Testing HTTP

HTTP-specific configuration

TLS/SSL

By default, Artillery will reject SSL certificates that it's unable to validate, e.g. self-signed certificates. You may see errors such as UNABLE_TO_GET_ISSUER_CERT_LOCALLY, UNABLE_TO_VERIFY_LEAF_SIGNATURE, CERT_UNTRUSTED or one of the other validation error codes when that happens.

You can disable certificate validation with either of the following two options:

  1. Pass -k (or --insecure) flag to artillery run or artillery quick
  2. Set rejectUnauthorized: false in config.tls:
config:
  target: "https://myapp.staging:3002"
  tls:
    rejectUnauthorized: false
scenarios:
  - ...

Note: This option can be useful for testing in a development / staging environment, but should never be used when testing a production system.

Request timeout

If a response takes longer than 120 seconds Artillery will abort the request and report an ETIMEDOUT error.

To increase or decrease the default timeout set config.http.timeout to a number (in seconds).

config:
  target: "http://my.app"
  http:
    # Responses have to be sent within 10 seconds or the request will be aborted
    timeout: 10

Fixed connection pool

By default Artillery will open a new connection for each new virtual user. To open and re-use a fixed number of connections instead, set config.http.pool to a number:

config:
  target: "http://my.app"
  http:
    pool: 10 # All HTTP requests from all virtual users will be sent over the same 10 connections

This can be useful to emulate the conditions when the target would normally be behind a load-balancer and would have a fixed number of connections established at any given time.

Max sockets per virtual user

By default Artillery creates one TCP connection per virtual user. To allow for multiple sockets per virtual user (to mimic the behavior of a web browser for example), the config.http.maxSockets option may be set.

Note: this setting is per virtual user, not for the total number of sockets. To limit the total number of sockets, use the pool setting.

Flow actions

GET / POST / PUT / PATCH / DELETE requests

An HTTP request object may have the following attributes:

Example:

config:
  target: "https://example.com"
  phases:
    - duration: 10
      arrivalRate: 1
scenarios:
  - flow:
      - get:
          url: "/"
      - post:
          url: "/resource"
          json:
            hello: "world"

Logging

Debug messages can be logged with the log action:

config:
  target: "https://example.com"
  phases:
    - duration: 10
      arrivalRate: 1
scenarios:
  - flow:
      - log: "New virtual user running"
      - get:
          url: "/"
      - post:
          url: "/resource"
          json:
            hello: "world"

The string argument to log may include variables:

- log: "Current environment is set to: {{ $environment }}"

Setting Headers

Arbitrary headers may be sent with:

- get:
    url: "/test"
    headers:
      X-My-Header: "123"

Compressed Responses (gzip)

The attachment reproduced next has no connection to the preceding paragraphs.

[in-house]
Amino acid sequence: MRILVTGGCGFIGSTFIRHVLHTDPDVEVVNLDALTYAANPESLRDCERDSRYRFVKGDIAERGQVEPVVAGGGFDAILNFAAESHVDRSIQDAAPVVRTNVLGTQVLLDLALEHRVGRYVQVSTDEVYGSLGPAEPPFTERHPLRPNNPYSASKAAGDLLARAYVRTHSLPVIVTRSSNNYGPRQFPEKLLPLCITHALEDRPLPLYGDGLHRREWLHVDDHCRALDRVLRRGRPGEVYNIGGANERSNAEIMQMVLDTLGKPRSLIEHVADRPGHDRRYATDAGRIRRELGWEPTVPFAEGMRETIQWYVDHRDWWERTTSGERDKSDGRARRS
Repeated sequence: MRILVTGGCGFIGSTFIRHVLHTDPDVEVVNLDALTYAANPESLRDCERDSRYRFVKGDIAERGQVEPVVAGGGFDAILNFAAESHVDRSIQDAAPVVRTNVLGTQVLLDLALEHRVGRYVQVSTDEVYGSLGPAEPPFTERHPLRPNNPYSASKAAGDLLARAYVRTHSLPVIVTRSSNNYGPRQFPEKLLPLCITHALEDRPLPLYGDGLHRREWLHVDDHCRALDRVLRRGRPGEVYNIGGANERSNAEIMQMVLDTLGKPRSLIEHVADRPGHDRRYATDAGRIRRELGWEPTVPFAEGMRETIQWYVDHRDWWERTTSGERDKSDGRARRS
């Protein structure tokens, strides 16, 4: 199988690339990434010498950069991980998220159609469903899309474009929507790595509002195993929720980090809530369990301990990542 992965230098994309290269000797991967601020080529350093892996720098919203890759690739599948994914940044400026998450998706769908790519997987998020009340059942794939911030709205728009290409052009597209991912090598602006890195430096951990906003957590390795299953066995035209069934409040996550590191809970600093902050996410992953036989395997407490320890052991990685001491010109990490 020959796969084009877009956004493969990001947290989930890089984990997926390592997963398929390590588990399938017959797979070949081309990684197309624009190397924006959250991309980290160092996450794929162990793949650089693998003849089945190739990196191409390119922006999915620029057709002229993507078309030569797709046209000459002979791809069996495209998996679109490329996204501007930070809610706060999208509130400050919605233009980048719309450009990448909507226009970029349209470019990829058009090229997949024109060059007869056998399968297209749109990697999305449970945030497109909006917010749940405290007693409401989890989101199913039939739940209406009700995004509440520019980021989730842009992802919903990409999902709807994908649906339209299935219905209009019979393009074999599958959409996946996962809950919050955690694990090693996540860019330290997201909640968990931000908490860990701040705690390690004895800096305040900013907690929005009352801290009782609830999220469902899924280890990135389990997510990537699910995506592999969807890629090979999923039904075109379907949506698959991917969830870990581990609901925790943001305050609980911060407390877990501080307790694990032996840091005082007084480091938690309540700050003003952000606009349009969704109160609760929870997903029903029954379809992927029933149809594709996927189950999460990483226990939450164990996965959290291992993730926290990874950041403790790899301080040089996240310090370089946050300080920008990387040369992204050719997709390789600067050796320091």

Set gzip to true to have Artillery add an Accept-Encoding header to the request, and decode compressed responses (e.g. encoded with gzip).

- post:
    url: "/test"
    json:
      foo: bar
    gzip: true

Redirects

Artillery follows redirects by default. To stop Artillery from following redirects, set followRedirect property on a request to false.

- get:
    url: "/test"
    followRedirect: false

Forms

URL-encoded forms (application/x-www-form-urlencoded)

Use the form attribute to send an URL-encoded form.

- post:
    url: "/upload"
    form:
      name: "Homer Simpson"
      favorite_food: "donuts"

Multipart forms (multipart/form-data)

Use the formData attribute to send a multipart/form-data form (forms containing files, non-ASCII data, and binary data).

- post:
    url: "/upload"
    formData:
      name: "Homer Simpson"
      favorite_food: "donuts"

To attach binary data a custom JS function can be used.

First-class file upload support is also provided by Artillery Pro for teams requiring extensive file uploading functionality in their tests.

Extracting and reusing parts of a response (request chaining)

You can parse responses and reuse those values in subsequent requests.

Syntax

To tell Artillery to parse a response, add a capture attribute to any request spec like so:

- get:
    url: "/"
    capture:
      json: "$.id"
      as: "id"

The capture element must always have an as attribute which names the value for use in subsequent requests, and one of:

Optionally, a transform attribute may be specified too, which should be a snippet of JS code (as a string) transforming the value after it has been extracted from the response:

- get:
    url: "/journeys"
    capture:
      xpath: "(//Journey)[1]/JourneyId/text()"
      transform: "this.JourneyId.toUpperCase()"
      as: "JourneyId"

Where this refers to the context of the virtual user running the scenario, i.e. an object containing all currently defined variables, including the one that has just been extracted from the response.

Capturing multiple values

Multiple values can be captured with an array of capture specs, e.g.:

- get:
    url: "/journeys"
    capture:
      - xpath: "(//Journey)[1]/JourneyId/text()"
        transform: "this.JourneyId.toUpperCase()"
        as: "JourneyId"
      - header: "x-my-custom-header"
        as: "headerValue"

Examples

In the following example, we POST to /pets to create a new resource, capture part of the response (the id of the new resource) and store it in the variable id. We then use that value in the subsequent request to load the resource and to check to see if the resource we get back looks right.

  - post:
      url: "/pets"
      json:
        name: "Mali"
        species: "dog"
      capture:
        json: "$.id"
        as: "id"
  - get:
      url: "/pets/{{ id }}"
      match:
        json: "$.name"
        value: "{{ name }}"

In the following example, we grab a matching a element at random and then use the value of its href attribute in another request:

- get:
    url: "/some/page"
    capture:
      - selector: "a[class^=productLink]"
        index: "random"
        attr: "href"
        as: "productUrl"
- get:
    url: "{{ productUrl }"

Cookies